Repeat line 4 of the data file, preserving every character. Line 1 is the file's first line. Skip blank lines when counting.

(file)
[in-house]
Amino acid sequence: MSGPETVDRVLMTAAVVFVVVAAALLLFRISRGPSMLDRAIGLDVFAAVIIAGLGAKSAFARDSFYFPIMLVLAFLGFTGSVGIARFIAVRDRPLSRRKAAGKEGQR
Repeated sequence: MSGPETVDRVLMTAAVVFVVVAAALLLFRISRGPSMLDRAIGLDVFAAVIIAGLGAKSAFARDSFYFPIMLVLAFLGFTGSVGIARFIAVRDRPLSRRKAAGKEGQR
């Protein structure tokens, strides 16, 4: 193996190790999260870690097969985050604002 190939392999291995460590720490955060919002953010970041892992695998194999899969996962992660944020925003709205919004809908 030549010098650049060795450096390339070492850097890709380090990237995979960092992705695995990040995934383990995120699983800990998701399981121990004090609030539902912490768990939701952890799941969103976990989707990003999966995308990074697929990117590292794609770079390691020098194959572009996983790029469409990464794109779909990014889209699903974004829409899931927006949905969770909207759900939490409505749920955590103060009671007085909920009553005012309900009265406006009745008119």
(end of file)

């Protein structure tokens, strides 16, 4: 193996190790999260870690097969985050604002 190939392999291995460590720490955060919002953010970041892992695998194999899969996962992660944020925003709205919004809908 030549010098650049060795450096390339070492850097890709380090990237995979960092992705695995990040995934383990995120699983800990998701399981121990004090609030539902912490768990939701952890799941969103976990989707990003999966995308990074697929990117590292794609770079390691020098194959572009996983790029469409990464794109779909990014889209699903974004829409899931927006949905969770909207759900939490409505749920955590103060009671007085909920009553005012309900009265406006009745008119």